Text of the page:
The debate over implementing comprehensive electric-competition policies throughout the U.S. economy still rages to this day. Pat Wood III, as the federal regulator, had to fight many tough,...
First Refusals, Least Regrets
What California can teach FERC about transmission planning.
see its obligation to serve as a burden that would justify a right of first refusal:
“Preferences cannot be justified,” Pattern wrote, “as the necessary corollary to an incumbent transmission owner’s obligation to build.
“The obligation to build is in reality a privilege, allowing the successful transmission owner the opportunity to collect the costs of the project … as well as a reasonable return of and on capital.”
Moreover, if a developer is successful in building a project approved in the regional plan, then that developer eventually becomes an incumbent as well, with its own obligation to build, as Pattern readily admits.
“Yet that obligation,” it adds, “does not seem to be discouraging many developers … from pursuing project development opportunities.”
A Fundamental Recasting
The CAISO proposal turns California’s grid planning process upside-down. Instead of taking specific proposals from would-be project sponsors and then addressing them one by one, the RTTP puts the ISO to work first in gathering assumptions and then forming a plan that contains various grid upgrade elements. Then, after approving projects needed for reliability, generator interconnections, and to preserve the simultaneous feasibility of long-term financial congestion rights, the ISO will open the floor for developers to bid and compete for the right to build the “economic” (congestion-easing) and policy-driven (to meet RPS laws) upgrades already defined and approved in the plan.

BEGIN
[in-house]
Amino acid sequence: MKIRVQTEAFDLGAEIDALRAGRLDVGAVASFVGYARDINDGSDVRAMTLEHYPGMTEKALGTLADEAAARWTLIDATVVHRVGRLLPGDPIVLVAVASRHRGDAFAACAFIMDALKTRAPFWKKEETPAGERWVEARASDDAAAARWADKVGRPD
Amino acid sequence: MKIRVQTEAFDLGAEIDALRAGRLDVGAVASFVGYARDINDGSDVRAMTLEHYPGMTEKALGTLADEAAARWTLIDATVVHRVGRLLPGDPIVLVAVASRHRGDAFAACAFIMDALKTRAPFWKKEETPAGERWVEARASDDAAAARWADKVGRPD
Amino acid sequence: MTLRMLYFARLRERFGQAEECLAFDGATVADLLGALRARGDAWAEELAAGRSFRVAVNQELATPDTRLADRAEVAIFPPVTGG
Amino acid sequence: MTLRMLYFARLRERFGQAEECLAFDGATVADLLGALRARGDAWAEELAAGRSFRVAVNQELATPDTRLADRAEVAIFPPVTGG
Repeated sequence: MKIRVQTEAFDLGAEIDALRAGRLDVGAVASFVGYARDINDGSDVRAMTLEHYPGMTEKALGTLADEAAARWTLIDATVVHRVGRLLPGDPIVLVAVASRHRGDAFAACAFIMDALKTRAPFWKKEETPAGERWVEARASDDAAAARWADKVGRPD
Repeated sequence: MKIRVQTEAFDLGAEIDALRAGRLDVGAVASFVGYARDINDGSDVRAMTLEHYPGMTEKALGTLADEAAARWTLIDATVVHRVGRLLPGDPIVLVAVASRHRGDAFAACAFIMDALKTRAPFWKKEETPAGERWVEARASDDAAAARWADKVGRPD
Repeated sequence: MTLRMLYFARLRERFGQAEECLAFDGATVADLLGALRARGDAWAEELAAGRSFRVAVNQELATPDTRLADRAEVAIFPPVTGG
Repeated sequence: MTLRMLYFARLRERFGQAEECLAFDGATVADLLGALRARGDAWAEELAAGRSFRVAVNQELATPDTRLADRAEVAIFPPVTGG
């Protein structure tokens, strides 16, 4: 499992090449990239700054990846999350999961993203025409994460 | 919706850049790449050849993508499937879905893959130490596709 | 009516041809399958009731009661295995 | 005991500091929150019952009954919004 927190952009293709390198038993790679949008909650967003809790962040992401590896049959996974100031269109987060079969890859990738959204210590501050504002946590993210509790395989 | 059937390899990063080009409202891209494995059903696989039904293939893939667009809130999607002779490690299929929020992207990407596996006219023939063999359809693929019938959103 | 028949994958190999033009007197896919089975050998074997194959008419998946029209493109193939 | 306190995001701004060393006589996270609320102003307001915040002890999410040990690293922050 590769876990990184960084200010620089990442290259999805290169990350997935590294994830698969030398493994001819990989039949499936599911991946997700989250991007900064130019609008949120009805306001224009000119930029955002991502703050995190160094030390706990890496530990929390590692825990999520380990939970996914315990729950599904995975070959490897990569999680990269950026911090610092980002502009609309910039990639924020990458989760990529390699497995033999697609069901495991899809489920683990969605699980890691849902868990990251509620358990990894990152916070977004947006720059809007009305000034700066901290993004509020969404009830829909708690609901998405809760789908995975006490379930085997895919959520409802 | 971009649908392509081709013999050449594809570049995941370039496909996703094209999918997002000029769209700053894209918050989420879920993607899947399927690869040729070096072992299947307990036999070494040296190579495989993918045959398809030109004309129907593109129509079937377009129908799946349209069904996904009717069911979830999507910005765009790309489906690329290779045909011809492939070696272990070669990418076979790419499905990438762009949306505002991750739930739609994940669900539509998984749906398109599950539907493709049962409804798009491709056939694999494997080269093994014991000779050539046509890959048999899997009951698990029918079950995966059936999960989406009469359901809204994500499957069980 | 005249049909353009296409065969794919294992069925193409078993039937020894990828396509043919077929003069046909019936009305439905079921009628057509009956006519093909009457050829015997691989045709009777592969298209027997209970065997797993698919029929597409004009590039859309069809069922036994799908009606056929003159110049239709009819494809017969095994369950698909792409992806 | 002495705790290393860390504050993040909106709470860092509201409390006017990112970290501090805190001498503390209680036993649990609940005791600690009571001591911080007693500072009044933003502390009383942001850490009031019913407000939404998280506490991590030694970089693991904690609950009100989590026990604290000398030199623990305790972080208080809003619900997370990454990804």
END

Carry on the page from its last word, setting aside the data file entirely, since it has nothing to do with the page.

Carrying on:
According to the California Municipal Utilities Association, this new format marks “a fundamental recasting” of CAISO’s grid planning process, and an “important improvement.” (Comments and Protest of CMUA, FERC Docket ER10-1401, filed June 30, 2010.)
The RTTP also should prove more efficient, as CAISO itself explained:
“It would be highly inefficient to allow parties to submit economically driven and policy driven projects in a request window prior to the ISO’s determination of a need for such projects …
“With a process that confers a first-in-time right to parties who submit proposals, project proponents would have incentives to submit numerous proposals in order to establish rights to build and own projects …
“This would result in a planning process where the ISO’s efforts are focused on evaluating individual projects on a case-by-case basis whether they are needed or not.” (Answer to Protests, FERC Docket ER10-1401, filed July 15, 2010.)
Yet problems still remain, as pointed out by the California Wind Energy Association.
For reliability upgrades, such as to relieve thermal overloads or stability violations, planners use NERC reliability standards as guideposts for least-cost solutions. Cost-benefit tests keyed to wholesale power prices also can reveal whether an economic upgrade is warranted to relieve congestion. But as CalWEA notes, “such objective tests are not directly applicable to policy-driven upgrades to integrate renewable energy supplies into a transmission grid that already meets NERC reliability criteria, particularly if the cost of the renewable energy exceeds the cost of energy produced using other fuels.”
Thus, CalWEA coined an idea it called “least regrets”—a concept that CAISO readily accepted, as a technique to guard against fears that planning for public policy projects would lead to overbuilding.
“Least-regrets planning can be thought of